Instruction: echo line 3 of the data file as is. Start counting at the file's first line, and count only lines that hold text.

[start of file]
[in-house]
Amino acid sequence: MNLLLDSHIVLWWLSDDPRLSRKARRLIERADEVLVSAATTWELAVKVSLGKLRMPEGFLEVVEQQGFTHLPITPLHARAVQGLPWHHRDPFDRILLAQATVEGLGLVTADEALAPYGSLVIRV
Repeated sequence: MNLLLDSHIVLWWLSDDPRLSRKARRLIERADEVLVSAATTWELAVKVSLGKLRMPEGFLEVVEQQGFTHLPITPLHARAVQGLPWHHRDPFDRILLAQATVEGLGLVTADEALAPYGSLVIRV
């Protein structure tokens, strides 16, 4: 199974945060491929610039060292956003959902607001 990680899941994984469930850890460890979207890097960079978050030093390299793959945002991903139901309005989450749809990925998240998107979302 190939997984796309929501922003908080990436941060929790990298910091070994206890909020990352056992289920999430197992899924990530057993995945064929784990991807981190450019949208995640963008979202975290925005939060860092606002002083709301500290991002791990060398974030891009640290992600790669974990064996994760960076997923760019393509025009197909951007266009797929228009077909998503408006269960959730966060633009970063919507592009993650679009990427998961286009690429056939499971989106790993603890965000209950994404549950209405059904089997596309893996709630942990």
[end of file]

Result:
Repeated sequence: MNLLLDSHIVLWWLSDDPRLSRKARRLIERADEVLVSAATTWELAVKVSLGKLRMPEGFLEVVEQQGFTHLPITPLHARAVQGLPWHHRDPFDRILLAQATVEGLGLVTADEALAPYGSLVIRV